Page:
Certainly more people know who Hank Williams is and Bob Dylan is than who Townes Van Zandt is. It shouldn’t be that way, but that’s unfortunately the way it is. It might take some time, but maybe over the years Townes’s legacy will build. If you go up to someone on the street and ask them if they know Dylan, they’ll say, “Yeah.” They won’t know Townes, unless they’ve paid attention over the years. After people die, their legacy grows, and that’s probably what’ll happen with Townes. I’ve seen that happen with Blaze Foley.
The last time I saw Townes was in 1993 in Jack Clement’s studio. I was with this guy who’s a bass player that I was seeing at the time. Townes kind of picked up on something, and he was giving me a warning in his funny, self-effacing way, saying, “Watch out for this guy.” He said to the guy, “You better treat her right.” In his own way, he was protective and very sweet. He came to appreciate me as an artist.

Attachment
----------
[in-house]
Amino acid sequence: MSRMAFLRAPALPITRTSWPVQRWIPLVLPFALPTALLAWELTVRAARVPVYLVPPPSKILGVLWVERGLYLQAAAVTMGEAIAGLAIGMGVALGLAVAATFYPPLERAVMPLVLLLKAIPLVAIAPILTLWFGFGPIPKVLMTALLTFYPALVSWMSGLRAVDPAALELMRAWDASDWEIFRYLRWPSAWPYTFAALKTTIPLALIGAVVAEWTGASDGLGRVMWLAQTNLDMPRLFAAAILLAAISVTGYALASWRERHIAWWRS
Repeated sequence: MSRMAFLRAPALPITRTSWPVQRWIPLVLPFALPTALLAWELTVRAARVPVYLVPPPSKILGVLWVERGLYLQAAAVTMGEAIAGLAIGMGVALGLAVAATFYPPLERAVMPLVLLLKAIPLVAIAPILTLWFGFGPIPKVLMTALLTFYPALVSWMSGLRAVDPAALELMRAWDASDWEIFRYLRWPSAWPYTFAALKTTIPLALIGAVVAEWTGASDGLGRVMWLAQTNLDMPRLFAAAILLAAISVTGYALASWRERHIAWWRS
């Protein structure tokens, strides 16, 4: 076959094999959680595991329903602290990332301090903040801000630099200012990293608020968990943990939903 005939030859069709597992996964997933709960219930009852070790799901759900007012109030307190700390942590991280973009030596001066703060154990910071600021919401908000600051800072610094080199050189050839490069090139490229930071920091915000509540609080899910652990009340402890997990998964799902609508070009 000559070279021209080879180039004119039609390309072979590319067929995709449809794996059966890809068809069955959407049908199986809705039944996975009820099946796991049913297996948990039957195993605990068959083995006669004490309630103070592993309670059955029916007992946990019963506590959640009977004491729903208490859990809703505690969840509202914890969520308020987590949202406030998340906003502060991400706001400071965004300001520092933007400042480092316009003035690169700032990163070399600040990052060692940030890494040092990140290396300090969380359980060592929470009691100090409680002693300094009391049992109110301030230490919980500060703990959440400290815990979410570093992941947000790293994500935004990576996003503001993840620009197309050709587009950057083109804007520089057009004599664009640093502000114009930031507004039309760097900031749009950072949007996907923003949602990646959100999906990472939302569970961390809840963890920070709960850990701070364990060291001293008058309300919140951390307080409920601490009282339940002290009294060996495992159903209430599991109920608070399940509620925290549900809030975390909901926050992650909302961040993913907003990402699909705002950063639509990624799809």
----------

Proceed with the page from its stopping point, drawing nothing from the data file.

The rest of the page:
His love songs were very romantic, very beautiful. I loved [their] earthiness. He had an obvious sense of place. Oftentimes, he’d have references to different parts of the country, like his song “Snowin’ on Raton.” I’ve done that a lot in my writing. He wrote a lot about cities and towns and rivers, and he used a lot of that imagery. When you heard Townes, you knew it was him. He had a way of writing very simply and sparingly, and yet being very evocative and effective. That’s one of the things I’ve strived to do over the years in my writing.
(Photo: Copyright Ken Hoge 1977)